But that definition seems to me to miss the point — like saying that Coke can serve as a substitute for red wine because both of them are dark-colored and drinkable liquids. Whatever their similarities, transhumanism and religion simply do not play the same part in the moral economy of human life. They strive for different ends and as a result they admire different qualities. For example, transhumanism is all about pride, while Biblical religions point to humility. Eliot once again seems to have the clearer understanding of what is at stake:

Nothing in this world or the next is a substitute for anything else; and if you find you must do without something, such as religious faith or philosophic belief, then you must just do without it. I can persuade myself … that some of the things that I can hope to get are better worth having than some of the things I cannot get; or I may hope to alter myself so as to want different things; but I cannot persuade myself that it is the same desires that are satisfied, or that I have in effect the same thing under a different name.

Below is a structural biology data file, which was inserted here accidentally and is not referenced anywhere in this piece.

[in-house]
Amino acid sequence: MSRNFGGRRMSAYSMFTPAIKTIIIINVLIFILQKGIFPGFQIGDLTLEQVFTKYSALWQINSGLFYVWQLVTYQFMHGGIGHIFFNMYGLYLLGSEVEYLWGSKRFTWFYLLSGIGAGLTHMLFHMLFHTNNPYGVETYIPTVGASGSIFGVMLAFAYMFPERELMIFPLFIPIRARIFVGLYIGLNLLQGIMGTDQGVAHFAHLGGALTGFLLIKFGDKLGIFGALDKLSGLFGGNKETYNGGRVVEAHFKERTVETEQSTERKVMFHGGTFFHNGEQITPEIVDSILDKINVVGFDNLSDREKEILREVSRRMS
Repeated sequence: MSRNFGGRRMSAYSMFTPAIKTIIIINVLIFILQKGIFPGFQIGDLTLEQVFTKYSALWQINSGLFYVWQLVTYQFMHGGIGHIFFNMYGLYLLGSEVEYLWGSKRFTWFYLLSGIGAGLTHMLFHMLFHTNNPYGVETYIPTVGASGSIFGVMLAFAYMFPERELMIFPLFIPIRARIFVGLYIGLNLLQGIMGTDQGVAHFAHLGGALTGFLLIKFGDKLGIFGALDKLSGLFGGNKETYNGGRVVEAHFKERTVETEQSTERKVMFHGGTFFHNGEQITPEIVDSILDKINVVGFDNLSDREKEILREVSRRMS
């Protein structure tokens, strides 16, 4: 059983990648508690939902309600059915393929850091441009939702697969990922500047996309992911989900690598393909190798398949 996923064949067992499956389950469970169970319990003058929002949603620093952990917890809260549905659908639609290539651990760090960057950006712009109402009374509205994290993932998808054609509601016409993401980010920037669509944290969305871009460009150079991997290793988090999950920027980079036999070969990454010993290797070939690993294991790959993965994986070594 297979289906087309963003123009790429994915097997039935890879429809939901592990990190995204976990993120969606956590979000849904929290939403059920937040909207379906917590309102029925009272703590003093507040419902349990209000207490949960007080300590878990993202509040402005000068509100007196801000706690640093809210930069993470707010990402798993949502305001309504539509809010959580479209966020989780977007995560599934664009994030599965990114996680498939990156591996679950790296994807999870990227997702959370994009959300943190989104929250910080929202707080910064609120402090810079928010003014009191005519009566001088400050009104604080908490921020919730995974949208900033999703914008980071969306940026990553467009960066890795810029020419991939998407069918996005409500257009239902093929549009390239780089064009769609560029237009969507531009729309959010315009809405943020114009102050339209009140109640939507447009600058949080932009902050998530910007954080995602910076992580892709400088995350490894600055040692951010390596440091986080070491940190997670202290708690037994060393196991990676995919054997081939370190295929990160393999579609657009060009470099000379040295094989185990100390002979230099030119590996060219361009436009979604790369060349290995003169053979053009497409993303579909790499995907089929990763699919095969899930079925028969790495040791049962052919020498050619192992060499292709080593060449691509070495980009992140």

Transhumanism has indeed decided that it can do without religious faith and philosophy, hitching its wagon to willful creativity and calling it science. In contrast, binding discipline is at the root of Biblical religion. You do not have to want that discipline or believe in it to see that transhumanism is not just offering us the same kind of thing under a different name.